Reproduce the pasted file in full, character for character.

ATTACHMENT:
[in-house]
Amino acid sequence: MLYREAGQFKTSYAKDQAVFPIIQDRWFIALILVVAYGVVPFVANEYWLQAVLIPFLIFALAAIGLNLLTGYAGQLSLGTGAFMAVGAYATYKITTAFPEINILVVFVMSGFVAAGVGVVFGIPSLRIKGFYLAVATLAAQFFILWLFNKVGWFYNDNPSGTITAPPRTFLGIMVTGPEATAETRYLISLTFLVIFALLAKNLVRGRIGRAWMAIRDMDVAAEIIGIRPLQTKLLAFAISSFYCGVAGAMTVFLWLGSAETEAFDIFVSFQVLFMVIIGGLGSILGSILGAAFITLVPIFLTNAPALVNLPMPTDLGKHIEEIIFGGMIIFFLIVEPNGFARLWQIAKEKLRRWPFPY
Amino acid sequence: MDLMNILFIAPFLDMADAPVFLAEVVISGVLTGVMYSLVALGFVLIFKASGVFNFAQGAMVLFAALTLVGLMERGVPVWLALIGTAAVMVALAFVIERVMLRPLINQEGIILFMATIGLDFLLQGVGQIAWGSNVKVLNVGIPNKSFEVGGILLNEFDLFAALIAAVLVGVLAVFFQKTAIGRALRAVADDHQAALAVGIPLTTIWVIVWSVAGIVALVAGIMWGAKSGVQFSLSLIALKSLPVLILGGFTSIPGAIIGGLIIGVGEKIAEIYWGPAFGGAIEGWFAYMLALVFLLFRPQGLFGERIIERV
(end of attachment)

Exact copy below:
[in-house]
Amino acid sequence: MLYREAGQFKTSYAKDQAVFPIIQDRWFIALILVVAYGVVPFVANEYWLQAVLIPFLIFALAAIGLNLLTGYAGQLSLGTGAFMAVGAYATYKITTAFPEINILVVFVMSGFVAAGVGVVFGIPSLRIKGFYLAVATLAAQFFILWLFNKVGWFYNDNPSGTITAPPRTFLGIMVTGPEATAETRYLISLTFLVIFALLAKNLVRGRIGRAWMAIRDMDVAAEIIGIRPLQTKLLAFAISSFYCGVAGAMTVFLWLGSAETEAFDIFVSFQVLFMVIIGGLGSILGSILGAAFITLVPIFLTNAPALVNLPMPTDLGKHIEEIIFGGMIIFFLIVEPNGFARLWQIAKEKLRRWPFPY
Amino acid sequence: MDLMNILFIAPFLDMADAPVFLAEVVISGVLTGVMYSLVALGFVLIFKASGVFNFAQGAMVLFAALTLVGLMERGVPVWLALIGTAAVMVALAFVIERVMLRPLINQEGIILFMATIGLDFLLQGVGQIAWGSNVKVLNVGIPNKSFEVGGILLNEFDLFAALIAAVLVGVLAVFFQKTAIGRALRAVADDHQAALAVGIPLTTIWVIVWSVAGIVALVAGIMWGAKSGVQFSLSLIALKSLPVLILGGFTSIPGAIIGGLIIGVGEKIAEIYWGPAFGGAIEGWFAYMLALVFLLFRPQGLFGERIIERV